What is penile cancer?
A cancer is a group of cells which grow uncontrollably. Penile cancer refers to a cancer found in the penis. Penile cancer is very rare, affecting about 1/100,000 men each year. It is much more common in men who have not been circumcised. The most common type of penile cancer is squamous cell cancer, named as it grows from the squamous skin cells covering the penis.
Penile cancer is usually caused by irritation. The two most common causes are a virus called HPV and inflammation under the foreskin, which does not retract. The HPV virus is passed on during sex and though not visible, can lead to penile cancer. It is extremely rare for penile cancer to begin in men who have been circumcised before they became sexually active.
Penile cancer is usually seen as either a lump (lesion) or a red patch on the end of the penis. These can weep and discharge and usually do not improve if treated with creams. Sometimes these patches can be difficult to see as they might be under a foreskin, which is stuck and will not pull back. Some red patches or lumps on the penis may not be cancer, but could be inflammation or an infection caused by fungi. Because it is a potentially embarrassing site to discuss and expose, some men don't see their doctor until the lump or ulcer is nasty looking and large.
Diagnosis and treatment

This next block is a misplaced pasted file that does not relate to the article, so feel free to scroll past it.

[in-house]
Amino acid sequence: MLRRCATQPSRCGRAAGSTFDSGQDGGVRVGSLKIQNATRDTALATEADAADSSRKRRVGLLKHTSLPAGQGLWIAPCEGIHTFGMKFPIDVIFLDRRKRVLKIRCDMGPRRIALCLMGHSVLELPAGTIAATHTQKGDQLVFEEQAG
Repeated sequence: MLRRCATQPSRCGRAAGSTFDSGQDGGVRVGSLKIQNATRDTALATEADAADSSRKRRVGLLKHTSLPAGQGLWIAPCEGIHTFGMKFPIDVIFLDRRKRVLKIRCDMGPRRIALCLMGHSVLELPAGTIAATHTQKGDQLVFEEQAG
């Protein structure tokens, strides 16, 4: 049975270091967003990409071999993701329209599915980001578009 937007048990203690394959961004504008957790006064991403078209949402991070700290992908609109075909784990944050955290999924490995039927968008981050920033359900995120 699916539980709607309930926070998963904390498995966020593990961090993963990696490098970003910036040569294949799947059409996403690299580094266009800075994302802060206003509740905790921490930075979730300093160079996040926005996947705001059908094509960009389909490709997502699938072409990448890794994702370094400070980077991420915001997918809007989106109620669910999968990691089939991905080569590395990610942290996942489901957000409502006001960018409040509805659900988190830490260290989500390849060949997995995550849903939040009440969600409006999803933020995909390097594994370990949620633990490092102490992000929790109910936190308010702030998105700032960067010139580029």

The first step in diagnosis is a biopsy of the lump on the penis. If cancer is confirmed, additional tests such as an MRI, ultrasound or a CT scan, will be done to see if the cancer has spread to other areas of the body. With penile cancer, this need not necessarily be a concern as cancers that have spread to the lymph nodes can be treated.
Sometimes a cream can be used to treat penile cancer though surgery is most commonly used to remove the cancer from the penis. In surgery, we try and preserve as much of the penis as possible though what needs to be removed depends on how big and how deep the cancer goes. If the cancer has spread, then sometimes lymph nodes have to be removed too. Chemotherapy and radiotherapy are not usually necessary when treating penile cancer.
After treatment, you will have follow-up tests for the next 5 years to check if your cancer returns.
- Penile Issues
- Scrotal Issues